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Attorney’s Fees. New risks in divorce or custody cases?

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By Tippi Jarman

Civil litigation can expose a losing party to paying the other party’s attorney’s fees. This is well known. However, the Idaho Supreme Court recently announced a new rule of law regarding attorney’s fees which will take effect on March 1, 2017. In the case of Hoffer v. Shappard, 2016 Ida. LEXIS 290 (September 28, 2016), the Idaho Supreme Court stated that Idaho courts will soon apply a different standard for attorney fees under Idaho Code Section 12-121. This new standard allows Idaho courts to award attorney fees under Idaho Code Section 12-121 “when justice so requires”. This is a significant change from the current standard of law under this statute. The current standard allows Idaho courts to award attorney fees under Idaho Code Section 12-121 only when the case was “brought, pursued or defended frivolously, unreasonably or without foundation”.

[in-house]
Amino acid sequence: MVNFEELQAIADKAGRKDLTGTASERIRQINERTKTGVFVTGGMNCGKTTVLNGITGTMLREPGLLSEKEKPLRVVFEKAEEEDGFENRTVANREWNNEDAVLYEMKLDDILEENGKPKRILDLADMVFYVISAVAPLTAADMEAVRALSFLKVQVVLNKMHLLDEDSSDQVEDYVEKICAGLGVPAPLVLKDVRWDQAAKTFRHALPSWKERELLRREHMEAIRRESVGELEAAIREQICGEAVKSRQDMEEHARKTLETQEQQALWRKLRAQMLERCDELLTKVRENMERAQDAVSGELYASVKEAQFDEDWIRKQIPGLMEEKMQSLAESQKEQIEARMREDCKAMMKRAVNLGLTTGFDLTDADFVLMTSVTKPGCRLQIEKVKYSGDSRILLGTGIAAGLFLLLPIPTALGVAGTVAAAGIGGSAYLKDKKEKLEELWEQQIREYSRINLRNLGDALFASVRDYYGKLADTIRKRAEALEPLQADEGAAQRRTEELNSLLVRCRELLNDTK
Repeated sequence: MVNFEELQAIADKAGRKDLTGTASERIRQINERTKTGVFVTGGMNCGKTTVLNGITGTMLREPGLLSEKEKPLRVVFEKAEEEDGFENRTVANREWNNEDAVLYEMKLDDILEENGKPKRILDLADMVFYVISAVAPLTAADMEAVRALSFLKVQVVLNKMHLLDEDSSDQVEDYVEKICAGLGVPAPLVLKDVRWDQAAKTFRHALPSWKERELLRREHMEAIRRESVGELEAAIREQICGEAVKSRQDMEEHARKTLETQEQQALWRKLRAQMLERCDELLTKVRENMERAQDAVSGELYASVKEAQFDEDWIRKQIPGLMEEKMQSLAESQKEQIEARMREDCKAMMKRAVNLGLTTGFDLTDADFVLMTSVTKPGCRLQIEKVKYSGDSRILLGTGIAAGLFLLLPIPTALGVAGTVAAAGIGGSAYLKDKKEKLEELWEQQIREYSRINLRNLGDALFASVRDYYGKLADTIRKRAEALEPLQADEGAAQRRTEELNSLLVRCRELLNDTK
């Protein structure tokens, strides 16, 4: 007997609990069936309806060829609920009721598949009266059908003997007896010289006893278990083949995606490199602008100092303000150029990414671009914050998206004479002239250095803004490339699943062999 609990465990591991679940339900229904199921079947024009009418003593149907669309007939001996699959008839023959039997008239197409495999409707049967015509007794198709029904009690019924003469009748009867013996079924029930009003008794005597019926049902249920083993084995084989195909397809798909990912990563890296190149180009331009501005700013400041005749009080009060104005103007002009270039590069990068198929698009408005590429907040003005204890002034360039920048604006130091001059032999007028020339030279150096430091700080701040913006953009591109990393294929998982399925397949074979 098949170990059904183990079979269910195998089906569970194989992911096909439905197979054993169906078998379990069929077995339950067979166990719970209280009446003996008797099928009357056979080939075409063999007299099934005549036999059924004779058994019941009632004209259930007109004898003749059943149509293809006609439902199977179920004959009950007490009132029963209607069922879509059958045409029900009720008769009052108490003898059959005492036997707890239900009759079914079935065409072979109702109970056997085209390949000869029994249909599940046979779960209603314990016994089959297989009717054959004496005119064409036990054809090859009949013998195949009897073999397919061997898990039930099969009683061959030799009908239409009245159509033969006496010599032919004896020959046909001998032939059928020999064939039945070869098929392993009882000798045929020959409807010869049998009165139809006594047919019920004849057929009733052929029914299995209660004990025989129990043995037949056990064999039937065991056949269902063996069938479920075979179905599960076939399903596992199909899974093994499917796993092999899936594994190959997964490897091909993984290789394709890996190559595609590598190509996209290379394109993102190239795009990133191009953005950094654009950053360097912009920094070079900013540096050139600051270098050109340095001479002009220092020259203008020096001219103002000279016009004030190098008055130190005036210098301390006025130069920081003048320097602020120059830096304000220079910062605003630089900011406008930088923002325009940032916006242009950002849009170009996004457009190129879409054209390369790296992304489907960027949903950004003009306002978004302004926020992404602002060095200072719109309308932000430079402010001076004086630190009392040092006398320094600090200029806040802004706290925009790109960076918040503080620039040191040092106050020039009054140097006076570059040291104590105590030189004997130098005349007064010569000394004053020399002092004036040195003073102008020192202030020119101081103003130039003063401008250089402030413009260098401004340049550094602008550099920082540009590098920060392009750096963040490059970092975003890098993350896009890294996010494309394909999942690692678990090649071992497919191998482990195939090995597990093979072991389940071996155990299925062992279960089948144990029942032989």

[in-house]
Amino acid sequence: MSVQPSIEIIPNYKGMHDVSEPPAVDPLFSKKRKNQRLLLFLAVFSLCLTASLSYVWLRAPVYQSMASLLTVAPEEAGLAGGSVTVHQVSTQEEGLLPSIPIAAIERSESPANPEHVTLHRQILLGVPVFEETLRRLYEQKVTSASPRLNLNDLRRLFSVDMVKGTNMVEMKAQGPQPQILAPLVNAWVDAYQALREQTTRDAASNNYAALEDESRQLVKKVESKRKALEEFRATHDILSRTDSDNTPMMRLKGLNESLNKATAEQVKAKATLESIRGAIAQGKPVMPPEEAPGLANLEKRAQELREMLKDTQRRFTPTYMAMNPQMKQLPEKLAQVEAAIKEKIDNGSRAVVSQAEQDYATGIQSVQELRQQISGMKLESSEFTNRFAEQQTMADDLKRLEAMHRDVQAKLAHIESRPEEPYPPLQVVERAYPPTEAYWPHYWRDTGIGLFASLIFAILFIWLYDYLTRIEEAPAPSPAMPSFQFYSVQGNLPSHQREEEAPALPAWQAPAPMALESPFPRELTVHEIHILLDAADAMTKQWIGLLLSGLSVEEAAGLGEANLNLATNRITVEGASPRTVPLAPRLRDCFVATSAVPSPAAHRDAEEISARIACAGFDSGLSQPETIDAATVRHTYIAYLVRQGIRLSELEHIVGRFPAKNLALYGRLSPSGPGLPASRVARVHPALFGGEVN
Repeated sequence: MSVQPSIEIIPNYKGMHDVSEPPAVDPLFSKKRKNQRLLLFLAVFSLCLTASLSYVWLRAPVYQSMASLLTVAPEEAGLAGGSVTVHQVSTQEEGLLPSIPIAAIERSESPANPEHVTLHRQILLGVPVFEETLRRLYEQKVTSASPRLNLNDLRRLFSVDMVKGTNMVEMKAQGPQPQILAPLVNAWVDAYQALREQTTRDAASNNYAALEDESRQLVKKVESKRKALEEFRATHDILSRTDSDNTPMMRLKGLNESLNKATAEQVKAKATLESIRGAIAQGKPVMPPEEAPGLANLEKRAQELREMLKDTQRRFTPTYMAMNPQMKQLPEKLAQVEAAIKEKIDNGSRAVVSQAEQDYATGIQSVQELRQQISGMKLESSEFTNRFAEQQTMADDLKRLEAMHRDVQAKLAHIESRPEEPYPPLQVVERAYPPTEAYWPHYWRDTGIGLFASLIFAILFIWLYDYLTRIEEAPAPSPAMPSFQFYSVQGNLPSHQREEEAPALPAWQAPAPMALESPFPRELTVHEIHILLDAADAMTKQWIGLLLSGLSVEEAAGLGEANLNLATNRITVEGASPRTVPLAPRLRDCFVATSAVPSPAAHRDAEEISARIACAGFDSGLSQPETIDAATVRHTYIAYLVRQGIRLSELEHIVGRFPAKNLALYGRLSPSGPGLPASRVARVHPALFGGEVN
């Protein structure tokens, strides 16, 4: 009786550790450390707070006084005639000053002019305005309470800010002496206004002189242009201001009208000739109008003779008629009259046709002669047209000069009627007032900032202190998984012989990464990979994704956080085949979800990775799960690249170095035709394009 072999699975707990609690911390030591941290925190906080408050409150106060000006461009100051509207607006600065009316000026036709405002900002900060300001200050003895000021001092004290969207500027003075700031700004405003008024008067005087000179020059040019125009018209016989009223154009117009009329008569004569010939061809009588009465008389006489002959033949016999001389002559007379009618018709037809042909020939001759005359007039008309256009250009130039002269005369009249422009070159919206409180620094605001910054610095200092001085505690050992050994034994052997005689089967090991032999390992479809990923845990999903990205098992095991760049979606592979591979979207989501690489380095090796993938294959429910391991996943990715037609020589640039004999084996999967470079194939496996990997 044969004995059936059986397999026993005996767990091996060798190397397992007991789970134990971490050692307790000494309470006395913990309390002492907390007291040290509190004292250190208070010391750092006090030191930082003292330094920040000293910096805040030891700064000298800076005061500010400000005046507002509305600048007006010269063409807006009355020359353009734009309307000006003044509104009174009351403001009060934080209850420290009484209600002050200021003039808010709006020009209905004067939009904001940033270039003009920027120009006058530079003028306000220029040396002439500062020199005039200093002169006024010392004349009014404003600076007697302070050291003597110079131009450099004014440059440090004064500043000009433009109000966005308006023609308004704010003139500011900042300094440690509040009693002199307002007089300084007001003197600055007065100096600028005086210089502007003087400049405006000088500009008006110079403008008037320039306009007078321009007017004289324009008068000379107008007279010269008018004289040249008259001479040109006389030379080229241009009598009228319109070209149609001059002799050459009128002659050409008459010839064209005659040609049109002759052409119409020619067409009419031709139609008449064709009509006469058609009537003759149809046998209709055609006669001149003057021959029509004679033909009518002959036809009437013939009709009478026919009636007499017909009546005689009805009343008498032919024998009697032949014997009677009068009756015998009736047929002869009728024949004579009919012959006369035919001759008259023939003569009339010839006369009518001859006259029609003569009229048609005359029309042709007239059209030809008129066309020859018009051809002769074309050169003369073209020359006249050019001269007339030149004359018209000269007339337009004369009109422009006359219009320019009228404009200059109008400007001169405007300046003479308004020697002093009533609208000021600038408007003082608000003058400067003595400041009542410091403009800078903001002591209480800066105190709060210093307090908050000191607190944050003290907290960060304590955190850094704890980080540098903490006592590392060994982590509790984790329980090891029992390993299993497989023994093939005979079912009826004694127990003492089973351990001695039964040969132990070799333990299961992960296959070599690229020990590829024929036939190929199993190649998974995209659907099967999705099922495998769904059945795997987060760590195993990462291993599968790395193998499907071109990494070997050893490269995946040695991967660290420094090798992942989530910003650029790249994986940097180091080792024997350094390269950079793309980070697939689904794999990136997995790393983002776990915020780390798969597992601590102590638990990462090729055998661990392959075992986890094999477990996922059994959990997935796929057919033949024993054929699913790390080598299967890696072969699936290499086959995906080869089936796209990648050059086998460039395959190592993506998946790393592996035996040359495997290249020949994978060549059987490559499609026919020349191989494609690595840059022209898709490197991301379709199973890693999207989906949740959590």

The good news is that the Idaho Supreme Court has long held that “where a specific statute exists for awarding attorney fees, the specific statute will control over the more general statute”. Bell v. Eagy, 2015 Ida. App. Unpub. LEXIS 18, (2015); citing First Fed. Sav. Bank of Twin Falls v. Riedesel Eng’g, 154 Idaho 626, 632, 301 P.3d 632, 638 (2012). This is important in family law cases because Idaho Code Section 32-704 allows for the award of attorney fees to a party maintaining or defending a divorce or custody case. The Idaho courts take into consideration certain specific factors on whether to award fees under this more specific statute, rather than the looser standard of “when justice so requires”.

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